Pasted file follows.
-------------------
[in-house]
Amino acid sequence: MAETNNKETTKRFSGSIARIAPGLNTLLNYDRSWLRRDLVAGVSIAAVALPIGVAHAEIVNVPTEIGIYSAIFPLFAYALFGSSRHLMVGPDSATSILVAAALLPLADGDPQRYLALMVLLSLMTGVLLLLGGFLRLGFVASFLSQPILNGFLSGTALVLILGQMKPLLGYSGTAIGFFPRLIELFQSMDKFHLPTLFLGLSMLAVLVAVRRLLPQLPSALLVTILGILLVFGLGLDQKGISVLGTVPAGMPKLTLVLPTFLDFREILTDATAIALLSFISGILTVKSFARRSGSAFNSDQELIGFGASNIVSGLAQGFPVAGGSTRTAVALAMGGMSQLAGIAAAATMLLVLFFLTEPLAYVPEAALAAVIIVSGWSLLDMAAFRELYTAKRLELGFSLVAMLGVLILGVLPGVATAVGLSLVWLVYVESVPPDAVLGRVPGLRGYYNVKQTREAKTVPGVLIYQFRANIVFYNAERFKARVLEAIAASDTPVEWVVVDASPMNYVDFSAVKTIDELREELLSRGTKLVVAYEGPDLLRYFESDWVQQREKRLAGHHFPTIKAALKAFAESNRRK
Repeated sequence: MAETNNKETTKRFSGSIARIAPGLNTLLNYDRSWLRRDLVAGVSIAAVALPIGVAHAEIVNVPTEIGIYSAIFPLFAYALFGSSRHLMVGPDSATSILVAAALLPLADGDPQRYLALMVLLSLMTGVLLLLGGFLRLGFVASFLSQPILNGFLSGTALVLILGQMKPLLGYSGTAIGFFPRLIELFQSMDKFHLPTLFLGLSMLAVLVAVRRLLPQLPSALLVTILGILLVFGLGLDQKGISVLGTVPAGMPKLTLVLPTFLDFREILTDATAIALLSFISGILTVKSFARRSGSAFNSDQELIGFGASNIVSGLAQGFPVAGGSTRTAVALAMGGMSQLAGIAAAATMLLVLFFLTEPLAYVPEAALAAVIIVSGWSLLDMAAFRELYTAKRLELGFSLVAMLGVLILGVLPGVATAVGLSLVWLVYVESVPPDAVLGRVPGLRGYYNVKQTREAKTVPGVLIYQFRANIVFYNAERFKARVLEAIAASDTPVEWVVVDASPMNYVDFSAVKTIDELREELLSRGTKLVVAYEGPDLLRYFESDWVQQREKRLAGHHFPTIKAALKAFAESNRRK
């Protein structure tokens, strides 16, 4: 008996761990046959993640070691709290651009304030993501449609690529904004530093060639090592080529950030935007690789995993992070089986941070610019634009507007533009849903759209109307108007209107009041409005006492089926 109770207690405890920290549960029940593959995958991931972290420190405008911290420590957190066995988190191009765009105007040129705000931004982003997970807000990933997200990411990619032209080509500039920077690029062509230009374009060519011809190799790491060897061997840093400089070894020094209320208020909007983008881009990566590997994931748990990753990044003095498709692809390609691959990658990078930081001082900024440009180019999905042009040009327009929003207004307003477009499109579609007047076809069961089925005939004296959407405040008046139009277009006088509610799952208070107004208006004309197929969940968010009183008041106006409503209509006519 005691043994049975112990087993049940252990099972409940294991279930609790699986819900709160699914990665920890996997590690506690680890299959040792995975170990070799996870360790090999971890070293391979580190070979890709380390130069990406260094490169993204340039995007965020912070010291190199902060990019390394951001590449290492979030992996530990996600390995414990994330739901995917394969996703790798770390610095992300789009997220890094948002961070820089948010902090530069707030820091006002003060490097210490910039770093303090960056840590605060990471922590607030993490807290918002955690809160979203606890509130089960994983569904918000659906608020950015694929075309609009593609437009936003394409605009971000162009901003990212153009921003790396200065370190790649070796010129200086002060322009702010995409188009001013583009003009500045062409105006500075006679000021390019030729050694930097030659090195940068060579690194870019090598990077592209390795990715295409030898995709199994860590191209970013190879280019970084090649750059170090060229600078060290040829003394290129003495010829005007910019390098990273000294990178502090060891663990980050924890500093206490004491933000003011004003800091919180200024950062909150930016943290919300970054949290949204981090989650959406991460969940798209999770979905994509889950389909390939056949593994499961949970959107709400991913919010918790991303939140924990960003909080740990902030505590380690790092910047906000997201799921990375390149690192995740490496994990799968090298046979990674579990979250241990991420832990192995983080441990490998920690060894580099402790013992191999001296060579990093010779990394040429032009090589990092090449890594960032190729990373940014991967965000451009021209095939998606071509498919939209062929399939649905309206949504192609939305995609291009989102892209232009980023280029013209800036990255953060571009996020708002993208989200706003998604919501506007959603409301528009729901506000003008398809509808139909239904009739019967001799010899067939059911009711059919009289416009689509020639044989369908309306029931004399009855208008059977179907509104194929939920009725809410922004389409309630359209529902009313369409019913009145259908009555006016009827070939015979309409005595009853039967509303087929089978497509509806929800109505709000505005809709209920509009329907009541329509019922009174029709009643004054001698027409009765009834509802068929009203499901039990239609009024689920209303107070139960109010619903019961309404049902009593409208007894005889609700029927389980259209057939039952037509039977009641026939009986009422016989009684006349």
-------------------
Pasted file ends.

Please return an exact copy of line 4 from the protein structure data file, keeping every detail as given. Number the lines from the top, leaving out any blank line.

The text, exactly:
């Protein structure tokens, strides 16, 4: 008996761990046959993640070691709290651009304030993501449609690529904004530093060639090592080529950030935007690789995993992070089986941070610019634009507007533009849903759209109307108007209107009041409005006492089926 109770207690405890920290549960029940593959995958991931972290420190405008911290420590957190066995988190191009765009105007040129705000931004982003997970807000990933997200990411990619032209080509500039920077690029062509230009374009060519011809190799790491060897061997840093400089070894020094209320208020909007983008881009990566590997994931748990990753990044003095498709692809390609691959990658990078930081001082900024440009180019999905042009040009327009929003207004307003477009499109579609007047076809069961089925005939004296959407405040008046139009277009006088509610799952208070107004208006004309197929969940968010009183008041106006409503209509006519 005691043994049975112990087993049940252990099972409940294991279930609790699986819900709160699914990665920890996997590690506690680890299959040792995975170990070799996870360790090999971890070293391979580190070979890709380390130069990406260094490169993204340039995007965020912070010291190199902060990019390394951001590449290492979030992996530990996600390995414990994330739901995917394969996703790798770390610095992300789009997220890094948002961070820089948010902090530069707030820091006002003060490097210490910039770093303090960056840590605060990471922590607030993490807290918002955690809160979203606890509130089960994983569904918000659906608020950015694929075309609009593609437009936003394409605009971000162009901003990212153009921003790396200065370190790649070796010129200086002060322009702010995409188009001013583009003009500045062409105006500075006679000021390019030729050694930097030659090195940068060579690194870019090598990077592209390795990715295409030898995709199994860590191209970013190879280019970084090649750059170090060229600078060290040829003394290129003495010829005007910019390098990273000294990178502090060891663990980050924890500093206490004491933000003011004003800091919180200024950062909150930016943290919300970054949290949204981090989650959406991460969940798209999770979905994509889950389909390939056949593994499961949970959107709400991913919010918790991303939140924990960003909080740990902030505590380690790092910047906000997201799921990375390149690192995740490496994990799968090298046979990674579990979250241990991420832990192995983080441990490998920690060894580099402790013992191999001296060579990093010779990394040429032009090589990092090449890594960032190729990373940014991967965000451009021209095939998606071509498919939209062929399939649905309206949504192609939305995609291009989102892209232009980023280029013209800036990255953060571009996020708002993208989200706003998604919501506007959603409301528009729901506000003008398809509808139909239904009739019967001799010899067939059911009711059919009289416009689509020639044989369908309306029931004399009855208008059977179907509104194929939920009725809410922004389409309630359209529902009313369409019913009145259908009555006016009827070939015979309409005595009853039967509303087929089978497509509806929800109505709000505005809709209920509009329907009541329509019922009174029709009643004054001698027409009765009834509802068929009203499901039990239609009024689920209303107070139960109010619903019961309404049902009593409208007894005889609700029927389980259209057939039952037509039977009641026939009986009422016989009684006349």